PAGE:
How Long Does An Electric Car Battery Last Before Recharging?

Here we have another hot topic when it comes to electric car batteries – the amount of time it takes before it needs recharging. Charge time in general ranges wildly from vehicle to vehicle, and when electric cars were first introduced just after 2010, the average range was around 100 miles of driving before a recharge was needed. 

This has improved enormously over the years, and current (get it) electric cars and vans have a much longer range which means less time between charges. 

You can expect to travel around 250 miles on a full charge in most EVs in today’s market, which is a whole lot of electric power. This, of course, depends on the lifestyle you lead and how you drive, and if you push your vehicle to its limits the range will be decreased. For the most part though, normal, everyday drivers can expect a range of 250 miles.

But there are some exceptions…

Does Car Battery Range Depend on The Brand?

In short, Yes. The electric vehicle battery range can vary massively depending on the brand you choose when it comes to an EV purchase. 

For example, the 2020 Tesla Model S Long Range Plus offers a whopping 412 miles for a full charge, increasing the range by 20% on the previous year. The design is similar in terms of the car itself, but the range is vastly improved, which is credit to market leaders Tesla and the way they do things.

EV rival Ford isn’t far behind, however, and the Mustang Mach-E offers a massively impressive 379 miles of range, alongside DC fast charging and controlled boosts up to 150 kW for more advanced vehicles. City cars and smaller offerings from the likes of Fiat will offer around 199 miles for the Fiat 500e, and the Volkswagen e-Up has a range of around 161.

We’ve explored this in more detail in another guide “How Long Does It Take to Charge Electric Cars” which you can read online today.

How Are Electric Car Batteries Produced?

Lithium ion batteries are the most popular electric car batteries, and they’re made up of lithium salt, metal oxide, and graphite (or carbon). In short and hopefully avoiding too much tech jargon – these elements combine to form positive and negative electrodes and once you introduce an electrolyte into the equation, an electric current is created which powers the car.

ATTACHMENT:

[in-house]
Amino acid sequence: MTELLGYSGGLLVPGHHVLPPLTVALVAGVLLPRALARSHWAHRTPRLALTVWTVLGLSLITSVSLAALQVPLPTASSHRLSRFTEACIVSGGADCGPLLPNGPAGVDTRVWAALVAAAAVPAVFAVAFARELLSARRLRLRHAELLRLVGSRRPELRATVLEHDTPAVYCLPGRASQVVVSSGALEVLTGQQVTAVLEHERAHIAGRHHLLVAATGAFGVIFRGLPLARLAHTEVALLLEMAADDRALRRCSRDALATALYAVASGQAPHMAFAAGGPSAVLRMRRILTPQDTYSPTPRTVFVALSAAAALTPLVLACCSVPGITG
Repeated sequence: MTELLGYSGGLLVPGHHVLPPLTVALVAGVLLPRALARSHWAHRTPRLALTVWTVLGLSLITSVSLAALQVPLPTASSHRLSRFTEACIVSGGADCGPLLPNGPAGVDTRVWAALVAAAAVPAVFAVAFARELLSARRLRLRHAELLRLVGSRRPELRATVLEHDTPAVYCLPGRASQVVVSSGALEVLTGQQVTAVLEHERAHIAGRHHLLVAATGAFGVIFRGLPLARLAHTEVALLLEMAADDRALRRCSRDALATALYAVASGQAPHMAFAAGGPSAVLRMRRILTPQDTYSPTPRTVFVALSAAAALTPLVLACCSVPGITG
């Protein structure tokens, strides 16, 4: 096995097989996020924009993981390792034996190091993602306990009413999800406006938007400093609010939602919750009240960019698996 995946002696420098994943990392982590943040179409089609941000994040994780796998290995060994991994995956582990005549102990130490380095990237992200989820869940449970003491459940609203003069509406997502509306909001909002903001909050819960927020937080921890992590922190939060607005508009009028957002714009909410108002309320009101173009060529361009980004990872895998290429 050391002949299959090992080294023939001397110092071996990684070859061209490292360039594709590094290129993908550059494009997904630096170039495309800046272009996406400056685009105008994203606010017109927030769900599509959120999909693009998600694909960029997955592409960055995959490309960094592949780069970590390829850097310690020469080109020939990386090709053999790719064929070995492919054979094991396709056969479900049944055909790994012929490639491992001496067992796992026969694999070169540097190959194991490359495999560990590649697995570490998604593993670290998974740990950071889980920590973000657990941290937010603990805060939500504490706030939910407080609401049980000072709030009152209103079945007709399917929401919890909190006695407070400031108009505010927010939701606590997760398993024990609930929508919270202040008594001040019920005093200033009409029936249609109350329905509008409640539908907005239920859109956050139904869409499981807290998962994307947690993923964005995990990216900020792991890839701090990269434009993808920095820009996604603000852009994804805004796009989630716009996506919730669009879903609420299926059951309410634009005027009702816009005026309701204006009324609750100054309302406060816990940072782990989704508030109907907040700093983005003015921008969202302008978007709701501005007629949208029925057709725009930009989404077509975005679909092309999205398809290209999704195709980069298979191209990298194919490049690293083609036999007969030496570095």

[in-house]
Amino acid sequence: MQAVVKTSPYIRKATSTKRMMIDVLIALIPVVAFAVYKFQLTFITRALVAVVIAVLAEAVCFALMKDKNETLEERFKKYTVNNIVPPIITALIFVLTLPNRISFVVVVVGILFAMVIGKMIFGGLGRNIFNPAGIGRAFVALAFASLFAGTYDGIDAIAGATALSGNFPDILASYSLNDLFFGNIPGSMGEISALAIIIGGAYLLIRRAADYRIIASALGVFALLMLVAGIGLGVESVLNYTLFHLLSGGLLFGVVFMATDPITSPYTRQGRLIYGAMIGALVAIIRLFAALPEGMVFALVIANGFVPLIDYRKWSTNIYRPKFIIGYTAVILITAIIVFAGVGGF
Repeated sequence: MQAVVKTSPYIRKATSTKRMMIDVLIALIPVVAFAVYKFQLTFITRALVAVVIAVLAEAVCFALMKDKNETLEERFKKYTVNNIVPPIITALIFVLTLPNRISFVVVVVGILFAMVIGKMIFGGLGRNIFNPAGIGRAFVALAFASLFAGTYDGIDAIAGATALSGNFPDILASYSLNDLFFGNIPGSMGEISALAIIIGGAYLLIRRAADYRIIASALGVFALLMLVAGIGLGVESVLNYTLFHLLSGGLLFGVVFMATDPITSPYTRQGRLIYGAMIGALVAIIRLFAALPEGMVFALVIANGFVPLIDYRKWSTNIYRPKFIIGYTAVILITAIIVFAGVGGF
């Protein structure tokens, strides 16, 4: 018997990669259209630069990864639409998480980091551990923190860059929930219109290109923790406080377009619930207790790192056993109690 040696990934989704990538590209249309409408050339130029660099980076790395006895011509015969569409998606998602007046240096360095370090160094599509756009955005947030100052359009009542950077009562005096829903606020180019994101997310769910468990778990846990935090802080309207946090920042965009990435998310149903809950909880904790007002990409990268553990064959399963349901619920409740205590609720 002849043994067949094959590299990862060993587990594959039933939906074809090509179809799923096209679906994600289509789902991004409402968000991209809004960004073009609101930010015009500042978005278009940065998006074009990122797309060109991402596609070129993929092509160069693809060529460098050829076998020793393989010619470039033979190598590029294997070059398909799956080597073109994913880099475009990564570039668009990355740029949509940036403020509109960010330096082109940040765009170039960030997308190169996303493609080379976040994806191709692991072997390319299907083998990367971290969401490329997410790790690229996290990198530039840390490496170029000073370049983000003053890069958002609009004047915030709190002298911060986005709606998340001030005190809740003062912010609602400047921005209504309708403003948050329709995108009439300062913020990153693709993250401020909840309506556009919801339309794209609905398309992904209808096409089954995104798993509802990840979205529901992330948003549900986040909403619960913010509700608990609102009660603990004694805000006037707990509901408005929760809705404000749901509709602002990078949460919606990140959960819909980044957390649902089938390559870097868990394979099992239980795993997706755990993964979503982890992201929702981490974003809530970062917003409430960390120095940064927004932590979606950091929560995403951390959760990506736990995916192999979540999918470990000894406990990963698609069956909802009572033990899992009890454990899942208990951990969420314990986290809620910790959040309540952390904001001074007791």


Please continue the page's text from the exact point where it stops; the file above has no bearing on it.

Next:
Lithium ion is the same kind of battery used for mobile phones and household appliances but, obviously, on much a larger scale and with higher energy density and capacity. Which is pretty obvious when you think about the fact a car needs substantially more juice than a kettle!

While there’s quite a bit of jargon in that description, it’s probably the shortest explanation you’re going to find when it comes to how batteries are produced, because as you can imagine, it can get quite technical.

Are Electric Car Batteries Bad For the Environment?

Most EV batteries are manufactured in Asia – Japan, South Korea, and of course, China. To produce so many batteries requires a lot of electricity, and electricity production in these places is massive compared to the rest of the world, which leads to higher emissions as a result. 

So, while battery production is on the increase and running electric cars is better for the environment than petrol or diesel fuelled cars, the manufacturing of the batteries does have a negative effect and is a concern to buyers.

However, nations are working hard to switch the electrical energy required to manufacture car batteries, replacing it with renewable energy in the near future – as close as 2025.

Browse Electric Cars Today with AVL

If you need advice about the life cycle of your electric car, or want to browse for a lease on a specific model or brand of EV, you’re in the right place. 

Contact our sales team on 01642 793 444 to find out more about the models we have available to lease online, or you can browse our website to find yourself the perfect EV today.

We have all kinds of vehicles available for you to lease online, from vans to cars and everything in between, with a range of contract options to suit your budget and match your requirements. We also have regularly updated special offers which you can take advantage of online today.